While the container is important, where you store it is just as vital. If you store it improperly, you can risk a fire or even an explosion in or around your home or vehicle. While gasoline is not something that should instill fear, it should be treated with a healthy respect as it is a highly volatile liquid. In fact, if it’s mixed with just the right (or wrong) proportion of air, the vapors from just one cup of gas have the explosive power of approximately five pounds of dynamite, more than enough to cause a great deal of destruction.

Storing Your Gas Mower

As for storing your gas-powered mower, be careful to keep all four wheels on the ground to avoid any types of spills or leaks. After that, each manufacturer sets their own instructions on the best way to store your mower for the winter, so definitely pay attention and adhere to those so you don’t void the warranty.

Some manufacturers suggest draining the fuel and oil tanks once the grass cutting season is over. This makes the machine safer to store and also avoids the chance of water getting condensed in with the other fluids, which can cause running problems. Keep in mind when you refill it in the spring, it might take a little longer to start, as the fluids have to make their way through the system.

There are pluses and minuses to draining the fuel and oil, however. Some say that draining the fuel lets oxygen into the carburetor, which can cause it to gum up and varnish. Since you’ll never get every drop of gas out, debris can settle in spots like the needle valve tip. If this happens, you’ll need to clean the carburetor before the mower will start.

There’s also some buzz that letting the gas tank sit empty lets water vapor accumulate which can cause corrosion in the fuel lines, carburetor and cylinders and even in the gas tank itself. “White Rust”, also known as wet storage stain, can be caused by this. White rust is a type of zinc corrosion on metal and is caused by metal exposed to a damp environment with limited carbon dioxide and oxygen.

Other manufacturers recommend using a fuel stabilizer rather than draining the tank. It is often recommended to start adding stabilizer to your fuel about one month before the end of the mowing season. Over the winter, the stabilizer will stop old fuel from degrading.

Run down the gas tank as much as you can the last time you cut the grass for the season. Then, fill the gas tank with at least 95% clean, stabilized fuel. This will reduce the risk of water vapor condensing in the tank and contaminating the fuel. After you fill up the tank, run the mower for a few minutes to disperse the stabilized fuel into the fuel lines and carburetor.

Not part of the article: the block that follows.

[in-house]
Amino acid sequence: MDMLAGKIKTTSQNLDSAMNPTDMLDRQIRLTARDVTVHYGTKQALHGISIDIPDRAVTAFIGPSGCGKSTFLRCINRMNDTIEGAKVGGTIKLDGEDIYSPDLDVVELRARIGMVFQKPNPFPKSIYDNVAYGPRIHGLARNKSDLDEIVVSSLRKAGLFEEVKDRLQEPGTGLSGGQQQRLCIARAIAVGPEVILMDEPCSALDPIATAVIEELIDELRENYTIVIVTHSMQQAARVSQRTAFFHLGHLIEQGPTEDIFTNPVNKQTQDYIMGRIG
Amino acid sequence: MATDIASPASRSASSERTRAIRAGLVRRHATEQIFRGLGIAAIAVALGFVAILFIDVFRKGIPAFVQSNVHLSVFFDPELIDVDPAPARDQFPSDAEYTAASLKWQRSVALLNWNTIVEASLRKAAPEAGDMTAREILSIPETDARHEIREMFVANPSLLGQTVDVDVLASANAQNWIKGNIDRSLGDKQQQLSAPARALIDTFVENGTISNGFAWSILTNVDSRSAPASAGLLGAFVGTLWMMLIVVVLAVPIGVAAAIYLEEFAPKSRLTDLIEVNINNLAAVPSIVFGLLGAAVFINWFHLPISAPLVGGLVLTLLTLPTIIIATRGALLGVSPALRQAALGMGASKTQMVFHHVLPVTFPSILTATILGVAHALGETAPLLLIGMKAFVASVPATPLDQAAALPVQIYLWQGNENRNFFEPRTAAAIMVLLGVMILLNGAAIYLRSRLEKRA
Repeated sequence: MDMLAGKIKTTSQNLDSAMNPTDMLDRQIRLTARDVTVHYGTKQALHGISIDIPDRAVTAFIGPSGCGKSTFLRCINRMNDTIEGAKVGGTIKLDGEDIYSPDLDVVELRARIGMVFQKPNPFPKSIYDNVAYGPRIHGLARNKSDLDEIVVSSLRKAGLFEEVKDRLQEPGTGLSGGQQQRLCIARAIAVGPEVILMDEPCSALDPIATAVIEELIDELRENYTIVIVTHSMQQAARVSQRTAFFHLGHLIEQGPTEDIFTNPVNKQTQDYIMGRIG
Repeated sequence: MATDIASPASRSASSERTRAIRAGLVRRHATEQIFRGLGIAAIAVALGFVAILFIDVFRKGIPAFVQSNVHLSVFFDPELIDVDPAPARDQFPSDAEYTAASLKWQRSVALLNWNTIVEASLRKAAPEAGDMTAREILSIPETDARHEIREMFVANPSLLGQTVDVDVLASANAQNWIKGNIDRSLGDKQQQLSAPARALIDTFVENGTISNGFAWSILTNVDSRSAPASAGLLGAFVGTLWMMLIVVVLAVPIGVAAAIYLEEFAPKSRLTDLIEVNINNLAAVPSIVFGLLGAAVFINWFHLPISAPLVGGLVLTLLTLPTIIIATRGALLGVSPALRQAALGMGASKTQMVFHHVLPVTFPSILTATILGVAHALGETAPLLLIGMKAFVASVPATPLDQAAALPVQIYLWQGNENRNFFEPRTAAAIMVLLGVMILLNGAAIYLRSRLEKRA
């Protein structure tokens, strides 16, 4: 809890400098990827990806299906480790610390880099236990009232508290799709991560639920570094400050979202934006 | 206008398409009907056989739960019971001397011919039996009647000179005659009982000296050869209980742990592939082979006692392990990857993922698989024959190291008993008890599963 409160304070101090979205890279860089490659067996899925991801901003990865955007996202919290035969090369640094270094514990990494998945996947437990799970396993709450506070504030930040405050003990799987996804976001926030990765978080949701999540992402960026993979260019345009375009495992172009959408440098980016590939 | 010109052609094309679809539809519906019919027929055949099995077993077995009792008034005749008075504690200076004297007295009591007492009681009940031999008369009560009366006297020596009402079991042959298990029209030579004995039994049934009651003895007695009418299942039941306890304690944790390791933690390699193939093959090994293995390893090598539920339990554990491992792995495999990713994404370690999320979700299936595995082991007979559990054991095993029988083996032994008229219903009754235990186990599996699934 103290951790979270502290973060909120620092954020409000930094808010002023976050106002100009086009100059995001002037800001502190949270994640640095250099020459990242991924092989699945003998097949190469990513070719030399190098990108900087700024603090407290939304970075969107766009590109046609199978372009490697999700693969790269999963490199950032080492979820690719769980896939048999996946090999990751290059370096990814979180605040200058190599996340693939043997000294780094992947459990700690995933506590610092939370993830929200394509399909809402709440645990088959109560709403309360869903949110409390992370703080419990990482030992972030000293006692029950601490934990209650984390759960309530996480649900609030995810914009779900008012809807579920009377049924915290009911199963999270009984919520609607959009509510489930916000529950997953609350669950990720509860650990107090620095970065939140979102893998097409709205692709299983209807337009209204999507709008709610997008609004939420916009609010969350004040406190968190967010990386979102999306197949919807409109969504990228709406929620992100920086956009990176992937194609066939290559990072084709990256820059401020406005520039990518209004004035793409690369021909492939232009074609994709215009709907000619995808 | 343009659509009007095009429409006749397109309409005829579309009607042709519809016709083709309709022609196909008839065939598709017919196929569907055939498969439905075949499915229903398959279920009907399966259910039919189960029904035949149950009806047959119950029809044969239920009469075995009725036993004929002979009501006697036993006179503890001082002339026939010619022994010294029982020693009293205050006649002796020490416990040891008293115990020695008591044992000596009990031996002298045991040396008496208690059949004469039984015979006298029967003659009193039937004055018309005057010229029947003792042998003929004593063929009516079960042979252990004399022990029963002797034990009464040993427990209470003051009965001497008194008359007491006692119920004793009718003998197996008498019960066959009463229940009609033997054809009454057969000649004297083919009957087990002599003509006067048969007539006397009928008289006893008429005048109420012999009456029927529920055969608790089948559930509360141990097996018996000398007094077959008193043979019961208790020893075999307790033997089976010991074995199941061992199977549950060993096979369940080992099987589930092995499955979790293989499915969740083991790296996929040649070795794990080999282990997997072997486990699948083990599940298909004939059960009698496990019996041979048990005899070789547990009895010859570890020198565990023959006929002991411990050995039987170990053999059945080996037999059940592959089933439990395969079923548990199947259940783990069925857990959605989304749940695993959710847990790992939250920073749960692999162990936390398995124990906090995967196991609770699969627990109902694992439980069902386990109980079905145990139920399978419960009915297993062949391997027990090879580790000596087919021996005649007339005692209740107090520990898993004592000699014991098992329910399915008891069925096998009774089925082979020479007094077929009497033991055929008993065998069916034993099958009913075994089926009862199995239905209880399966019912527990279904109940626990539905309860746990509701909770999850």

Another good thing to do is to replace the air filter, just like you would do in your car. This way, your mower will be clean and ready to use when the time comes. Replacing the spark plug, changing the oil and sharpening the blade(s) if needed will ensure your mower is ready to go in the spring when the grass is ready.

Storing Electric and Cordless Mowers

Storing these types of mowers is much less work and hassle overall. While you’d hose off a gas mower, it’s not a good idea to do this to clean off your electric or cordless model. Instead, after you’ve used it for the last time for the season, let it sit for a day or two to let any grass under the housing dry. Then, use a brush or old rag to wipe away any debris. If there’s a lot, it might be easier to start by giving it a good shake; letting most of it fall off.

Then, wipe down the housing or any dirty parts with a damp cloth. After it’s clean, if your mower has a battery, you’ll want to remove it and make sure it’s stored in a dry place for the winter.

As for ways to store your mower, some models can be stored vertically or horizontally, and many have a handle that folds down for a smaller footprint. In more than one user review, owners say they keep their machine hanging on the wall. If you decide to go this route, just make sure your hangers are secured into heavy wall studs that can support the weight of the mower.

The Final Say

Both cordless/electric and gas mowers can be a good deal depending on how you use them and how you need to use them. The bottom line is that a corded electric or cordless model with rechargeable batteries is the best idea if you have a smaller yard. If you get a cordless model with more than one battery, it’s easier to mow a larger yard without running out of juice, because you’ll always have a backup. Cordless and electric models are cleaner, quieter and overall easier to use and maintain, so they win in my book.

However, if you have a tough or large yard or standing water to mow through, you may be happier with a gas vs electric mower. While they’re heavier and bulkier as a general rule, there’s no doubt they’re tough. While they’re a bit of a pain to maintain, you won’t have to worry about charging batteries or a cord getting in the way.